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Cyber Security in K-12: Is Your School District Prepared?


In a matter of decades, we’ve leapt forward a millennium in cyber technology. In the digital age, the development of new cyber tools and increasingly useful applications hasn’t shown much sign of slowing down. Unfortunately, the inherent risks haven’t either.

With so much sensitive information necessarily online, school districts must ensure protections are put in place in case of cyber malfeasance. But with ever-changing technology, it seems like some best practices are aging in dog years. How do we keep up?

State of the K-12 Cyber Landscape

The recent explosion of Edtech has drawn the majority of school districts to adopt new tools for data analytics, cloud storing, and PD. The benefits of this technology are huge, but they do come with risks. Over the last three years, there has been a definite increase in the number of K-12 security incidents.

One reason is because many school districts are easy targets. Districts often lack cyber security resources necessary to keep up with the evolving risks of cyber technology, or they don’t understand or take advantage of some of the security capabilities of the programs they use. So, for attackers, these school districts often represent the “low hanging fruit.”

A more troubling reason for the increase in incidents is the value of student information. A child’s ID and personal health information is lucrative on dark web markets. Criminals can get years of use out of a minor’s information before they reach the age where credit applications and other processes are initiated that might tip them off to the identity theft.

Government Response

Because of these risks and incidents, State legislatures have begun introducing new regulations to protect student data. As of September 2016, 49 states and the District of Columbia (all but Vermont) have introduced at least one student data privacy bill, and 36 states have at least one new student privacy law.

Districts now bear the responsibility both to put security measures in place to protect data privacy and also to validate that security through compliance.
defining key terms venn diagram

Understanding the Cyber Kill Chain

With the increasing sophistication of cyber criminal tactics, school districts need to reassess what they can do to foil attacks before it’s too late.

cyber kill chain process

Most attacks begin when a district user opens a phishing message. Through that, attackers can gain access to the user’s account information and gain access to further, more sensitive information. On average, it takes districts 146 days to identify these breaches, by which time the attackers have had their run of district information.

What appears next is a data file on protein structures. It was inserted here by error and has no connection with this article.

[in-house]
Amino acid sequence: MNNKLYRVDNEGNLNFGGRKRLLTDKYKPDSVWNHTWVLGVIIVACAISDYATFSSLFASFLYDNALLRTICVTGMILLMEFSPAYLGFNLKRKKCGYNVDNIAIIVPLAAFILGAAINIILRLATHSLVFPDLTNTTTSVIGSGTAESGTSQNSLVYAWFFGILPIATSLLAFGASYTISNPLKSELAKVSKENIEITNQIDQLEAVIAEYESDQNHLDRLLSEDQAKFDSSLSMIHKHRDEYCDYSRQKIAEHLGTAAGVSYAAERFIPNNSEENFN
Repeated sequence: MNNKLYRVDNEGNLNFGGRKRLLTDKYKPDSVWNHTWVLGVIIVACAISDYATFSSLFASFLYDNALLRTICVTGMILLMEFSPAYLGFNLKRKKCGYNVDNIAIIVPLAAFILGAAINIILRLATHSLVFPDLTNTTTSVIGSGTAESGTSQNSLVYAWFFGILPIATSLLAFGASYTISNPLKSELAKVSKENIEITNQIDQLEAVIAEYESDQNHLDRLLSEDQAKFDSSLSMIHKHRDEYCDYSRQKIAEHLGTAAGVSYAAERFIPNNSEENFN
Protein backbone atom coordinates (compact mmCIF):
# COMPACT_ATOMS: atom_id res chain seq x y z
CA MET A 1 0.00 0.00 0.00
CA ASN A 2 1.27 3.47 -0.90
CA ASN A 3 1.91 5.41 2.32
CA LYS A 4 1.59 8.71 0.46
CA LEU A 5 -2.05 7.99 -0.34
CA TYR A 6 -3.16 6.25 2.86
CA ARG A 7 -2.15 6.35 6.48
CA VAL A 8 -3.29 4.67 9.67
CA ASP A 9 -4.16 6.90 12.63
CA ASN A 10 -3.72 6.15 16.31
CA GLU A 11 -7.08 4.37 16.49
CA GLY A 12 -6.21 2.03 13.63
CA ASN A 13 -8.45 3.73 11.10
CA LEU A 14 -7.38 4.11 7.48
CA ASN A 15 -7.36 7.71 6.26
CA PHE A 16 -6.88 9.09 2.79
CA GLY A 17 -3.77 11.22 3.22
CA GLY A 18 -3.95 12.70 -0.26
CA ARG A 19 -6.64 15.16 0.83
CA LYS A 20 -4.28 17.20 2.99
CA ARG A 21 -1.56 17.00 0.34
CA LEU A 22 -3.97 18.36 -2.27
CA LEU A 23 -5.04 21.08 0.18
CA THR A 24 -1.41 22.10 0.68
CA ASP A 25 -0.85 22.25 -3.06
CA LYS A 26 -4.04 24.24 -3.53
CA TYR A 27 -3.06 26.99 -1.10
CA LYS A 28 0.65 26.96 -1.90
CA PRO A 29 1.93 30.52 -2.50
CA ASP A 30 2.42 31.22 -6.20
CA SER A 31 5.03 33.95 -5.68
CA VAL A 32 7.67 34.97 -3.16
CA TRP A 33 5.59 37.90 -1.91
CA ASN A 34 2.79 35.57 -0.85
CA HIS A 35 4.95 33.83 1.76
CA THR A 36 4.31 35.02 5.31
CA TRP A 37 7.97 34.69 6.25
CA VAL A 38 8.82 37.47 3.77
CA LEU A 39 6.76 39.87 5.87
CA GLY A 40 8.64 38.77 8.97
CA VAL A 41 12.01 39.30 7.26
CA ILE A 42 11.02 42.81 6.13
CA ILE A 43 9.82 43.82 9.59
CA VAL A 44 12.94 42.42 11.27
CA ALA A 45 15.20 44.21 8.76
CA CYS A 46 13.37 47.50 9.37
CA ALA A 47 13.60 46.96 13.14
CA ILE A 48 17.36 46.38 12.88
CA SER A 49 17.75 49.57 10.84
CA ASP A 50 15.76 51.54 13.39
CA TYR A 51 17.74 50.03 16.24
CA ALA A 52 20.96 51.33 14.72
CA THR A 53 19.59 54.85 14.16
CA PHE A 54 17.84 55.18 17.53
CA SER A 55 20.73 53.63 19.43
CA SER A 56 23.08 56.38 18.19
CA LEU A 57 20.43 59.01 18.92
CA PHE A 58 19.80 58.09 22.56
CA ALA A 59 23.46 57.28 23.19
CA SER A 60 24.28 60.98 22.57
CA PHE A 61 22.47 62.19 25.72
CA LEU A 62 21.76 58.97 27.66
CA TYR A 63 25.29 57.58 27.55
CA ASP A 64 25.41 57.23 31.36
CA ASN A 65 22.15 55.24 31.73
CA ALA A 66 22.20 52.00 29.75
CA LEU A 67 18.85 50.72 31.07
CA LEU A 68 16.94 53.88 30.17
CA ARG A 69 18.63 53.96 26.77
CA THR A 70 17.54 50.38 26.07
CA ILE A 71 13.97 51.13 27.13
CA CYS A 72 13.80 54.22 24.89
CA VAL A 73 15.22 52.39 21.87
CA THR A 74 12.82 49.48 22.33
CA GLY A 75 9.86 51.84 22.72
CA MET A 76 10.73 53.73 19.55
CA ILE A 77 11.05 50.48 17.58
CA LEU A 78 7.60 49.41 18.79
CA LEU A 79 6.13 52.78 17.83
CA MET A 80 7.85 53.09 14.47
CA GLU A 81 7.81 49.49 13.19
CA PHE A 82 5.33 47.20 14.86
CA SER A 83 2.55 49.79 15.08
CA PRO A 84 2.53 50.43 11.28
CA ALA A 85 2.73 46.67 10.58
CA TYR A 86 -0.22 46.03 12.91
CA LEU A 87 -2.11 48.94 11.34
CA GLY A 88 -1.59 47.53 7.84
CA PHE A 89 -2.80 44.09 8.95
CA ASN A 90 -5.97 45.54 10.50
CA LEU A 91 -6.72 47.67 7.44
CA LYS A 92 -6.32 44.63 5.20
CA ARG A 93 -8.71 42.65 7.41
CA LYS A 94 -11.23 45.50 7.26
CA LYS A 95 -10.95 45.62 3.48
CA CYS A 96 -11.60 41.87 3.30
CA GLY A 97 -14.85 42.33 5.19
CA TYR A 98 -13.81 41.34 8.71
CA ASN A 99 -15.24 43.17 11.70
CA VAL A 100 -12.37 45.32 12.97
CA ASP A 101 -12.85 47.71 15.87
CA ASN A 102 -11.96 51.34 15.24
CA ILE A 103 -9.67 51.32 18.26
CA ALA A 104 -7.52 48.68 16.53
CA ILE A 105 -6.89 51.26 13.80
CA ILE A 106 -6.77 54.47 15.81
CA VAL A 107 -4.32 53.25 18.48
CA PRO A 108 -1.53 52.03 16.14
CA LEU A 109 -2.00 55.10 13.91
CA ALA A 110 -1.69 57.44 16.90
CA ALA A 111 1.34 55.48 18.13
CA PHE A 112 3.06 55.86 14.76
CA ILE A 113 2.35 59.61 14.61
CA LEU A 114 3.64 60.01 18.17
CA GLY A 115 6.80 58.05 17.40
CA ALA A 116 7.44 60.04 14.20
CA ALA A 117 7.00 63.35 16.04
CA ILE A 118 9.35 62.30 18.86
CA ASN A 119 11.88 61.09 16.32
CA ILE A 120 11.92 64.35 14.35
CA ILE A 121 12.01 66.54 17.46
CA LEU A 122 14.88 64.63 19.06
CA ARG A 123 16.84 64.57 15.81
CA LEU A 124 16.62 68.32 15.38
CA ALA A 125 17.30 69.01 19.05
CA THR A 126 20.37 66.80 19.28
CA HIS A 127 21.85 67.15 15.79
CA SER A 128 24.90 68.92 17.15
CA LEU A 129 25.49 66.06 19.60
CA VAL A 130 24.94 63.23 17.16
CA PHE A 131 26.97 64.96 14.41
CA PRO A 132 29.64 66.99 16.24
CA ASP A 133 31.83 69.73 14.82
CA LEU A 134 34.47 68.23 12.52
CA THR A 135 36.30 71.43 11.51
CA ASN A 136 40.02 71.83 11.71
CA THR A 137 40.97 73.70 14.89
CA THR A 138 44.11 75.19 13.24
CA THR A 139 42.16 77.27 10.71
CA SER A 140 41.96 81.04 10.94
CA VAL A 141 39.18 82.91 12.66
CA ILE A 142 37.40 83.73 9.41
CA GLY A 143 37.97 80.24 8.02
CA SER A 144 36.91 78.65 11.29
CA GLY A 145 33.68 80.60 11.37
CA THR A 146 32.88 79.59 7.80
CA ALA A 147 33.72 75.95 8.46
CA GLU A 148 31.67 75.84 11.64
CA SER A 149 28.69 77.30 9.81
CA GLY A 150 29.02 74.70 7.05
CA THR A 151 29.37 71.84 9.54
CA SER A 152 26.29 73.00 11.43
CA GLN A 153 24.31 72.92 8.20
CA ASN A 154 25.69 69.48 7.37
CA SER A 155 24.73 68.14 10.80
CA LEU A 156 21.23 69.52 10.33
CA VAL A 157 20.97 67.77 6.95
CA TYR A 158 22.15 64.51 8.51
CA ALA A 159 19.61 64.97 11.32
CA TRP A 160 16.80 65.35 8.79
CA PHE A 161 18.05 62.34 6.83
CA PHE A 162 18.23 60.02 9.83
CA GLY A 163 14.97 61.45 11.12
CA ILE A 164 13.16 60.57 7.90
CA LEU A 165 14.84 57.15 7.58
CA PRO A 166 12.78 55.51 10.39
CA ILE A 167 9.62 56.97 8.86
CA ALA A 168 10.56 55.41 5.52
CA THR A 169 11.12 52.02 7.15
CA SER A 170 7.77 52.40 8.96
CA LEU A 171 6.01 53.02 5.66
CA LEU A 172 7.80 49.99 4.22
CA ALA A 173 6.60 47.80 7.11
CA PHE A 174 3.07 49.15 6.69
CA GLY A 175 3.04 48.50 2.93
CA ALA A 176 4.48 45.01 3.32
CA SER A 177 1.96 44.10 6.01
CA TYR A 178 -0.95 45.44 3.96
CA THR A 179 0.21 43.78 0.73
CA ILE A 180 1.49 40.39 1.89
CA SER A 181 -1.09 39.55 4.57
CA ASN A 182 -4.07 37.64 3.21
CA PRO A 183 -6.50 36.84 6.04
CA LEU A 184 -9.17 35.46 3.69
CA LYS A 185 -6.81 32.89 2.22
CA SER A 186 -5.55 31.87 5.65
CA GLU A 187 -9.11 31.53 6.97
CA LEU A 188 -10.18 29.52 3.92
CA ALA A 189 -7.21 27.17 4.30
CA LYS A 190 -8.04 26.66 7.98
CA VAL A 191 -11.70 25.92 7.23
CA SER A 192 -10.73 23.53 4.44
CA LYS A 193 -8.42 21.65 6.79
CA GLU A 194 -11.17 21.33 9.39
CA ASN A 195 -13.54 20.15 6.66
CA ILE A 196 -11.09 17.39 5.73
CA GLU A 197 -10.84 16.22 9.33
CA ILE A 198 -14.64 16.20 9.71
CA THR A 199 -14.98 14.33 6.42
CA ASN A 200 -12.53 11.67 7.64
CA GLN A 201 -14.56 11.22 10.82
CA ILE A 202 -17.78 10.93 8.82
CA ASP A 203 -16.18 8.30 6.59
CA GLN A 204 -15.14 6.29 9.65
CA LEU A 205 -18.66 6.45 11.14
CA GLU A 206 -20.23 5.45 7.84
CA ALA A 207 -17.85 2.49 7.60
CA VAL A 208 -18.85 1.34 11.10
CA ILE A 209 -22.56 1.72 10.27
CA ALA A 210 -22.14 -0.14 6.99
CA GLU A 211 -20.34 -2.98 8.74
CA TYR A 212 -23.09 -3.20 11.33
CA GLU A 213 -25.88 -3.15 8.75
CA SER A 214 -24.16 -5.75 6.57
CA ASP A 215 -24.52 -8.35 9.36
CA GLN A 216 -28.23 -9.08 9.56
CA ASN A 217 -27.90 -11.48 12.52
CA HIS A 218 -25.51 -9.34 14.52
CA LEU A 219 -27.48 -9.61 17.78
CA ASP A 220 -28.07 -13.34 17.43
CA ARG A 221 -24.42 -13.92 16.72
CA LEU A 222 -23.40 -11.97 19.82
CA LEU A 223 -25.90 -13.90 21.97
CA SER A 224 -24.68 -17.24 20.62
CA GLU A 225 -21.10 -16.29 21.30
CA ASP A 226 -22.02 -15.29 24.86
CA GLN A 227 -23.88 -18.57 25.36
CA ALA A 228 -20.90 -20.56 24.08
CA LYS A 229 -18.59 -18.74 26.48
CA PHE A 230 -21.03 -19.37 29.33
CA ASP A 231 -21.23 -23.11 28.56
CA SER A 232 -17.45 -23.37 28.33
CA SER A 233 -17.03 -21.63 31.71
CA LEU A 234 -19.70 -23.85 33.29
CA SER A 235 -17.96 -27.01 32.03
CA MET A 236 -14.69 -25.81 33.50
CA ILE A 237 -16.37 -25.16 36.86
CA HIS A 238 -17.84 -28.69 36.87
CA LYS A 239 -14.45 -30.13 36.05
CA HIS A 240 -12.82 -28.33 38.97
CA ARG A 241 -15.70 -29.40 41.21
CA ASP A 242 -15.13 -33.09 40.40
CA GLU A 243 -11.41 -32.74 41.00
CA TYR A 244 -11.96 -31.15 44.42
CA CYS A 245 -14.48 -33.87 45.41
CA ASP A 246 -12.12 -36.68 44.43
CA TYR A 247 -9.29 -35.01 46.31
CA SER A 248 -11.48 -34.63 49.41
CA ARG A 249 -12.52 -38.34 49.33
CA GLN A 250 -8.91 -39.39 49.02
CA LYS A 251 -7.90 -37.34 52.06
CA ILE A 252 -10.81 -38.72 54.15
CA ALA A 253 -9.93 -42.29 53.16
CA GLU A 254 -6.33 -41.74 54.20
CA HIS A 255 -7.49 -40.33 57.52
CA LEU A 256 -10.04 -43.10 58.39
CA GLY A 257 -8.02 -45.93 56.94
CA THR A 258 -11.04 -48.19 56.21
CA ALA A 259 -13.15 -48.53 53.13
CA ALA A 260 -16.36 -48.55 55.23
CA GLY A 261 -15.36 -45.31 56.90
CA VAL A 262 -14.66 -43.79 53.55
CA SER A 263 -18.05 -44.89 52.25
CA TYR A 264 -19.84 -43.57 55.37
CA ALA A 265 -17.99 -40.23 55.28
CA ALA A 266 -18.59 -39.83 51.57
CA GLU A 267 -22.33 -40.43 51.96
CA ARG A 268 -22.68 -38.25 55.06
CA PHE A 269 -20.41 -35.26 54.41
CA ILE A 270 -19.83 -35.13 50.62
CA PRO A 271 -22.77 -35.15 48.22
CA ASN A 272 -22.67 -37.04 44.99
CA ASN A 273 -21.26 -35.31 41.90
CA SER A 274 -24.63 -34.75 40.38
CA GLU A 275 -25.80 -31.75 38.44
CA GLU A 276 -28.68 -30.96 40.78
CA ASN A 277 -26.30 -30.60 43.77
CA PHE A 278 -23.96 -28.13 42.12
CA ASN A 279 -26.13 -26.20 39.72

Building Your Defense – Key Success Factors

  • Don’t go it alone. Everybody in the district is responsible for their share of protecting district information.
  • It’s all about the data. Obviously, hardware, software and networks are all part of security, but only insofar as they protect the data. So, district employees need to understand how to handle that data with care.
  • Focus on people and processes first. Make sure district employees understand their personal responsibilities and how they’re involved in security processes.
  • Build security into your daily workflows. If it’s tacked on to the end of a task, it will get overlooked during crunch time.
  • You can’t manage what you can’t measure. How do you know your defense is successful? You need to put in place processes that help show what you’ve prevented (such as phishing emails) and that inform how you allocate defense resources.
  • Balance prevention with detection and response. One way or another, attackers will get through. Make sure you have processes in place to help you identify and consolidate those compromises.
  • Communicate in terms of mission, regulatory obligations and dollars, so that your stake holders understand your defense needs.
  • Develop human firewalls. You want everybody in your district to think through what they do and how they can help prevent data breaches. This is often produces the highest return on investment for districts seeking to protect their information.

Building Your Security Program Using NIST’s CSF

  • Build a cross-functional team and get leadership support. Create a committee with members from across the district to make sure all areas are being protected, and connect that team with tools and processes already in place.
  • Initiate data discovery and system classification. Understanding where your data is and what kind of programs can access it will help inform how you need to protect that data.
  • Perform a risk assessment and gap analysis, so you can identify where you’re most likely to suffer a data breach. NIST’s Cyber Security Framework (CSF) will help you analyze your defense needs construct thorough defense system.
  • Package tasks into actionable and measureable projects. NIST’s CSF will help you identify these projects.
  • Perform milestone reviews and adjust. Cyber risks will continue to evolve. Consistent, regular reviews and adjustments will be critical for ongoing data security.

Ken Brown

Ken Brown is the Chief Information Security Officer at Frontline Education. With over 20 years of experience in IT and Security, Ken brings a wealth of knowledge and experience to the critical issue of cyber security. Prior to working at Frontline, Ken consulted to multiple industries on cybersecurity, and is currently active in the security community and K-12 tech community.